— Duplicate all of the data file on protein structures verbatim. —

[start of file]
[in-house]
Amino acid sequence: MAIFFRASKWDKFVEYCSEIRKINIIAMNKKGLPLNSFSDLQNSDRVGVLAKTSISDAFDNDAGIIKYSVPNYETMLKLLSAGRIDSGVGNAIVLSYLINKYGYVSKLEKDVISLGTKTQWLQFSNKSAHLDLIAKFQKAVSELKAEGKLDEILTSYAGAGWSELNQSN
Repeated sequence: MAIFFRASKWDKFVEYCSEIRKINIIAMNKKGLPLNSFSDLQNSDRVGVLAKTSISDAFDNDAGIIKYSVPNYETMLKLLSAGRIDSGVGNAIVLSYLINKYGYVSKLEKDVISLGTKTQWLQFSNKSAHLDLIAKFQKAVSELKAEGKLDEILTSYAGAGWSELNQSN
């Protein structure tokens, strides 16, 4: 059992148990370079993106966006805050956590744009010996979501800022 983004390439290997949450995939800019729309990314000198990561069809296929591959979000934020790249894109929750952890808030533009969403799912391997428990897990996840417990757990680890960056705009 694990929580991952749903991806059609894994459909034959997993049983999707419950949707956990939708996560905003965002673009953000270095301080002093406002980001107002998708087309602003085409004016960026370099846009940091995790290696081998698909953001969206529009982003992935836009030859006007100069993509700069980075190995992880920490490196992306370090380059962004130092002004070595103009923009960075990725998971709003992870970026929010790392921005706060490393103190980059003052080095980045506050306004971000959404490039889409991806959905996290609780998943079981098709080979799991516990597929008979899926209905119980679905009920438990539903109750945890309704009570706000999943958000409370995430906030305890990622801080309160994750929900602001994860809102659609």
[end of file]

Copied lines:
[in-house]
Amino acid sequence: MAIFFRASKWDKFVEYCSEIRKINIIAMNKKGLPLNSFSDLQNSDRVGVLAKTSISDAFDNDAGIIKYSVPNYETMLKLLSAGRIDSGVGNAIVLSYLINKYGYVSKLEKDVISLGTKTQWLQFSNKSAHLDLIAKFQKAVSELKAEGKLDEILTSYAGAGWSELNQSN
Repeated sequence: MAIFFRASKWDKFVEYCSEIRKINIIAMNKKGLPLNSFSDLQNSDRVGVLAKTSISDAFDNDAGIIKYSVPNYETMLKLLSAGRIDSGVGNAIVLSYLINKYGYVSKLEKDVISLGTKTQWLQFSNKSAHLDLIAKFQKAVSELKAEGKLDEILTSYAGAGWSELNQSN
């Protein structure tokens, strides 16, 4: 059992148990370079993106966006805050956590744009010996979501800022 983004390439290997949450995939800019729309990314000198990561069809296929591959979000934020790249894109929750952890808030533009969403799912391997428990897990996840417990757990680890960056705009 694990929580991952749903991806059609894994459909034959997993049983999707419950949707956990939708996560905003965002673009953000270095301080002093406002980001107002998708087309602003085409004016960026370099846009940091995790290696081998698909953001969206529009982003992935836009030859006007100069993509700069980075190995992880920490490196992306370090380059962004130092002004070595103009923009960075990725998971709003992870970026929010790392921005706060490393103190980059003052080095980045506050306004971000959404490039889409991806959905996290609780998943079981098709080979799991516990597929008979899926209905119980679905009920438990539903109750945890309704009570706000999943958000409370995430906030305890990622801080309160994750929900602001994860809102659609």